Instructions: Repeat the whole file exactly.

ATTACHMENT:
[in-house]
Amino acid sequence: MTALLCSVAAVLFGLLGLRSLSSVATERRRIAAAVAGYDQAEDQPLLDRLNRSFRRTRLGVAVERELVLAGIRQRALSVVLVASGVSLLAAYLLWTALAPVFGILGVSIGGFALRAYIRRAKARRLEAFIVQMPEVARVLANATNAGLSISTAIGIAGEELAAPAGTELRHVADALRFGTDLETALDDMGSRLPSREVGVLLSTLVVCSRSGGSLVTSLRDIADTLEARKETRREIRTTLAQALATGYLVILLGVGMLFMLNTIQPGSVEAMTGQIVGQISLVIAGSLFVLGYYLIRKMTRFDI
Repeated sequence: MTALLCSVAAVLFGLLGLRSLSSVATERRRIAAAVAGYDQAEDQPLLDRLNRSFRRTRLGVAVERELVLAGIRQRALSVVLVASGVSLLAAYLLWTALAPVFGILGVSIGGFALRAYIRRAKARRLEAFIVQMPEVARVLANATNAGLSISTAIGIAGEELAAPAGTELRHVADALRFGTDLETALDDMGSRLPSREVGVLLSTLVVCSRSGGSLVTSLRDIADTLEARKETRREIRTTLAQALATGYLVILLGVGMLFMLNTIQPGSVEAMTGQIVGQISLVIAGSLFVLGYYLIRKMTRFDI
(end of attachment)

[in-house]
Amino acid sequence: MTALLCSVAAVLFGLLGLRSLSSVATERRRIAAAVAGYDQAEDQPLLDRLNRSFRRTRLGVAVERELVLAGIRQRALSVVLVASGVSLLAAYLLWTALAPVFGILGVSIGGFALRAYIRRAKARRLEAFIVQMPEVARVLANATNAGLSISTAIGIAGEELAAPAGTELRHVADALRFGTDLETALDDMGSRLPSREVGVLLSTLVVCSRSGGSLVTSLRDIADTLEARKETRREIRTTLAQALATGYLVILLGVGMLFMLNTIQPGSVEAMTGQIVGQISLVIAGSLFVLGYYLIRKMTRFDI
Repeated sequence: MTALLCSVAAVLFGLLGLRSLSSVATERRRIAAAVAGYDQAEDQPLLDRLNRSFRRTRLGVAVERELVLAGIRQRALSVVLVASGVSLLAAYLLWTALAPVFGILGVSIGGFALRAYIRRAKARRLEAFIVQMPEVARVLANATNAGLSISTAIGIAGEELAAPAGTELRHVADALRFGTDLETALDDMGSRLPSREVGVLLSTLVVCSRSGGSLVTSLRDIADTLEARKETRREIRTTLAQALATGYLVILLGVGMLFMLNTIQPGSVEAMTGQIVGQISLVIAGSLFVLGYYLIRKMTRFDI